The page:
Government House was a by-product of the wave of administrative initiatives that took place during the 1820s. The royal charter of 1825 bestowed official colonial status, and the island's first civil governor, Sir Thomas Cochrane, ushered in a new constitutional era. Faced with a political atmosphere marked by high expectations for economic and social progress, Cochrane seemed to be in step with the times. As a 42 year old naval captain, he was also well suited to the routine of pomp and ceremony that accompanied the office of governor. The construction of Government House was meant to reflect the proper status of the governor of a territory that was now an official British colony and an important part of the Empire.
Cochrane's Costly Plans
These functions, both ceremonial and political, made Government House an important place in Newfoundland history, and the money which Cochrane lavished on its construction indicates that he saw the building as having such a purpose. The scale of the building, the treatment of its grounds, the size of its property, its location in the town all had their effect.
But it was not an effect without a cost. Cochrane's original plans were to build something in the manner of Admiralty House at Plymouth. The government demurred, until Cochrane persuaded them that a climate which forced an indoor life required more indulgence in interior amenities. However, when one looks at the escalation in costs, it is clear that Cochrane's notion of indulgence was self-indulgence and a progression from an original estimate of £8,778 to a final cost of £38,000 - and a court of inquiry into that cost.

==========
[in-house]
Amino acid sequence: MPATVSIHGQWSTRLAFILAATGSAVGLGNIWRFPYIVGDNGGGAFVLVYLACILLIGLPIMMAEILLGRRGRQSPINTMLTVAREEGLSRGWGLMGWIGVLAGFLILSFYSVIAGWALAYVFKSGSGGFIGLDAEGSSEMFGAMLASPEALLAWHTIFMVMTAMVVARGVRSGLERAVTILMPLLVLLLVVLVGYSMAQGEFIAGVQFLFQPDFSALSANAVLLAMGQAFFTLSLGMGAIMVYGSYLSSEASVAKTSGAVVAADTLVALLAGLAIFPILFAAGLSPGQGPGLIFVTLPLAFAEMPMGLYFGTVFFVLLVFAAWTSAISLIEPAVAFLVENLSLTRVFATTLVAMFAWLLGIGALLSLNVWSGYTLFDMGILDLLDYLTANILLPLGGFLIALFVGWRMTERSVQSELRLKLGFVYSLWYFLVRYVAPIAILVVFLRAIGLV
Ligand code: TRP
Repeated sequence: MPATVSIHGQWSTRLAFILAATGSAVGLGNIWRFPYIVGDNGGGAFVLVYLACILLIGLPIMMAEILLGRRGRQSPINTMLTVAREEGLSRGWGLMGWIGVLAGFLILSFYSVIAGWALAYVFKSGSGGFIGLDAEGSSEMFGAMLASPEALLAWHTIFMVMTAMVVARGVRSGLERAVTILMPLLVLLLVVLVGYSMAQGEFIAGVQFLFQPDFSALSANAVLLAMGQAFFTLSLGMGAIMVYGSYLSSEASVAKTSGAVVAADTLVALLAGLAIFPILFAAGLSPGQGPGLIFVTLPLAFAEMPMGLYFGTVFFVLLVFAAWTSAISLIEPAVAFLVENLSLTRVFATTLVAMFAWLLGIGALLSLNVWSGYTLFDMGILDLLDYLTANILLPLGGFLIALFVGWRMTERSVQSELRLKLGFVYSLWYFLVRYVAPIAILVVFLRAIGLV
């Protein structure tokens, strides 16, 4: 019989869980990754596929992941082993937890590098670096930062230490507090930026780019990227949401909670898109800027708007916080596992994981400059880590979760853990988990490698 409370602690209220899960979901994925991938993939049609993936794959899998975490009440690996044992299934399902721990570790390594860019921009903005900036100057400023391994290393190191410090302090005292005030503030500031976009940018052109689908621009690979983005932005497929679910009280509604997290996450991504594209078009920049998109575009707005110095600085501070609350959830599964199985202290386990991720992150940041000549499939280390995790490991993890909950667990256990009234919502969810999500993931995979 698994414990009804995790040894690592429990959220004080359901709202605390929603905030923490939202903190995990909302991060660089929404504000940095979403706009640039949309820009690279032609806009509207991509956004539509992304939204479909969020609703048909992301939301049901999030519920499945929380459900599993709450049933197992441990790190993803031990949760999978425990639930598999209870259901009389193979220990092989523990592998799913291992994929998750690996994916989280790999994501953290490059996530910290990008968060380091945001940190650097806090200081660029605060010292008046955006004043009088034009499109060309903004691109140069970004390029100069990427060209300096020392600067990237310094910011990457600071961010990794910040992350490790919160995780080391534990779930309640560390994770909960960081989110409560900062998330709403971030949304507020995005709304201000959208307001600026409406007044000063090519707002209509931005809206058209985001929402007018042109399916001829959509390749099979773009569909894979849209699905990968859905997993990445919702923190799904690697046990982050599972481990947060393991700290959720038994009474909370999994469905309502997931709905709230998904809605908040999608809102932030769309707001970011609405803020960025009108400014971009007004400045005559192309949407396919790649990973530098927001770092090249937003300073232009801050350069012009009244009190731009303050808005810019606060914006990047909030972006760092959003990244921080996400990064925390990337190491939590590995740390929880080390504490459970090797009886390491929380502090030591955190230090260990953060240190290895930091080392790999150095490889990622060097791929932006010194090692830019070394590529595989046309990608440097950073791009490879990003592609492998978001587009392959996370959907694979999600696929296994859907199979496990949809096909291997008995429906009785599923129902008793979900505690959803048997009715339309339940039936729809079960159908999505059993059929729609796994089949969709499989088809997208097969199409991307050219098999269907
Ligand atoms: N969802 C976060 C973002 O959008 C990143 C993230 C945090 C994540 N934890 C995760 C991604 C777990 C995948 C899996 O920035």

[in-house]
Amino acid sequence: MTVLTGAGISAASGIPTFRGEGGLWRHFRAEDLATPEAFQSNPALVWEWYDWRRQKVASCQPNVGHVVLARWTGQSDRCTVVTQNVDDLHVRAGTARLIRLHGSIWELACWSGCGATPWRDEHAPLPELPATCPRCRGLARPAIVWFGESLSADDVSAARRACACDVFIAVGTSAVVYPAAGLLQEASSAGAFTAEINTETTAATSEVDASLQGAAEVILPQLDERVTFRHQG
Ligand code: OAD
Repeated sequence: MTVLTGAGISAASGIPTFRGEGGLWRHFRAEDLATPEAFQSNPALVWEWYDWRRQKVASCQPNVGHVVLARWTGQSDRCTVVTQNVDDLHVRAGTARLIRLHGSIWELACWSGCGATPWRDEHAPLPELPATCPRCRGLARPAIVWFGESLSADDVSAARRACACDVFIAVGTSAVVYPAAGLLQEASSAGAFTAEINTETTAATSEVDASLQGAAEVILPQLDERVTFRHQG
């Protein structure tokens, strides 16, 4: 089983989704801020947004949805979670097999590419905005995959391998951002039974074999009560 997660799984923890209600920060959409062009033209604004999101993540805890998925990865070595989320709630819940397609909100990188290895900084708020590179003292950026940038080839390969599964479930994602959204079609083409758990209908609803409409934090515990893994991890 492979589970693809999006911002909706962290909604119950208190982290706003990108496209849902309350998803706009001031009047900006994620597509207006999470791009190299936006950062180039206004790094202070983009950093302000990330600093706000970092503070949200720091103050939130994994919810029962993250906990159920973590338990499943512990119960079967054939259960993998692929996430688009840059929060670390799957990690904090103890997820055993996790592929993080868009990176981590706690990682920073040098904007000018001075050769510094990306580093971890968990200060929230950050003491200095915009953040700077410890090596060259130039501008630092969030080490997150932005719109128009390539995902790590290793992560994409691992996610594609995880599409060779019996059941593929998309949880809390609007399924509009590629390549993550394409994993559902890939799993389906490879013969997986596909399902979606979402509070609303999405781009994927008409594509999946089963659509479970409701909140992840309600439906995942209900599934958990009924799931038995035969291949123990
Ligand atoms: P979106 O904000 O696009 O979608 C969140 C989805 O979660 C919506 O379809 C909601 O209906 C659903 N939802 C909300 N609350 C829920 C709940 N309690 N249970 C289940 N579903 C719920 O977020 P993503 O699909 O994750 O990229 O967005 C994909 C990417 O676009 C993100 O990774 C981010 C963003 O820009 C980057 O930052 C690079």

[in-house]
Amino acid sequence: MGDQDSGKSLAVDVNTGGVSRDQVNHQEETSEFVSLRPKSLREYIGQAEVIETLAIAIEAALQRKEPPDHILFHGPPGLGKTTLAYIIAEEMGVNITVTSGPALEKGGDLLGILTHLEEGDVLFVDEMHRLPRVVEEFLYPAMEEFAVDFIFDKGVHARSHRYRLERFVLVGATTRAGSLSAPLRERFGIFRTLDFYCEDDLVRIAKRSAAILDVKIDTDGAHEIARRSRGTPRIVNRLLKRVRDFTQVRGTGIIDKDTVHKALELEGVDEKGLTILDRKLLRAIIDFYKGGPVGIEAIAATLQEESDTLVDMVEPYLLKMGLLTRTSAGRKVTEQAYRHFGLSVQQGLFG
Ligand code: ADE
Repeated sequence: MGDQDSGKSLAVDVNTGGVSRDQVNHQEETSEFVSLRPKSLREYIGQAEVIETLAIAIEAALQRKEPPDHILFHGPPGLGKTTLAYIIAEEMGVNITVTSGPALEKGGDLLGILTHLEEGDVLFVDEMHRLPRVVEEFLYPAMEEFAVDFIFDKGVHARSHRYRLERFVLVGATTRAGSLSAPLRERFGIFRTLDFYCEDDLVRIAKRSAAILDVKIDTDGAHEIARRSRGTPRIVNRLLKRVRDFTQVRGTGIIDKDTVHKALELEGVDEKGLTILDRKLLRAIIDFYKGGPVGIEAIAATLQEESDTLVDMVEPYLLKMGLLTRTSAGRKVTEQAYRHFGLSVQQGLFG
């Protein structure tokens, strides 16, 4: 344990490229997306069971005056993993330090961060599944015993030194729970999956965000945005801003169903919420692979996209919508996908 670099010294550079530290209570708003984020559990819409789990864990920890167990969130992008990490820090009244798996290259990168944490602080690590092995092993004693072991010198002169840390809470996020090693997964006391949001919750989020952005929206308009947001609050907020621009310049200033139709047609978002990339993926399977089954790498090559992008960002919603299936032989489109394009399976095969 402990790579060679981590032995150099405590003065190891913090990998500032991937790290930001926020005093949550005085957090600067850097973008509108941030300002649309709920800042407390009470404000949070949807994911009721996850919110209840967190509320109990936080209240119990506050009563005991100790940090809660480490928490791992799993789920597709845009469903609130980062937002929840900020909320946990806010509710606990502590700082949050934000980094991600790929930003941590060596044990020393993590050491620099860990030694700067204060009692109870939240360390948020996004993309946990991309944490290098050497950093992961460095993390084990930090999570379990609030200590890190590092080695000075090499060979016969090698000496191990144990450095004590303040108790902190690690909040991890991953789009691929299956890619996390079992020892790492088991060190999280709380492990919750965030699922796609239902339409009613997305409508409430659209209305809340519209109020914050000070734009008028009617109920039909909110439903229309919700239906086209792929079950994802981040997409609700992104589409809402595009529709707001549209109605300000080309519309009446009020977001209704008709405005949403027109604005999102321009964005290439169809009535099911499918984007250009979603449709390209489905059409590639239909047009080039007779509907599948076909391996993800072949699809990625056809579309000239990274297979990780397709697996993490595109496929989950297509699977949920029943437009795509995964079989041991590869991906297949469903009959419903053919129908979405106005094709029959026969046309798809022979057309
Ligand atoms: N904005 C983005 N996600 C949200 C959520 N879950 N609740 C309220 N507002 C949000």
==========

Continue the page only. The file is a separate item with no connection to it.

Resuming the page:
One instance of this will make the point. The three principal rooms, the dining, drawing and ballrooms, adjoin one another and face south onto the lawn and the town. They were to have their fireplaces on the walls that separated them but Cochrane, after the massive chimneys had been built, decided he wanted double doors between these rooms - presumably to permit a grand progress between the rooms. He had his way, to the frustration of the engineers in charge of the project.
Work on the mansion began in 1827 and, by the time it was finished in 1831, the plans had been "improved" in a number of costly ways: adding to the size of the wings and the porch, putting columns and a skylight in the entrance hall, and creating a more elaborate staircase.
Describing the Mansion
How does one describe the mansion stylistically? It is a handsome if plain Georgian mansion. Constructed of masonry, it has a centre block and two wings under hipped roofs. While the interior reception rooms are spacious and impressive, the exterior does not seem to have been fully finished. It lacks the details usual for a house of this type, and a semi-circular portico to frame the entrance, as originally planned, was never built. Instead, a porch has been extended into the driveway to provide some protection from the north winds. The trees and gardens surrounding the house now soften the severity of its exterior, and the harsh words of earlier critics, such as the historian D.W. Prowse, who thought it "a huge pile of unredeemed ugliness" are seldom, if ever, repeated today.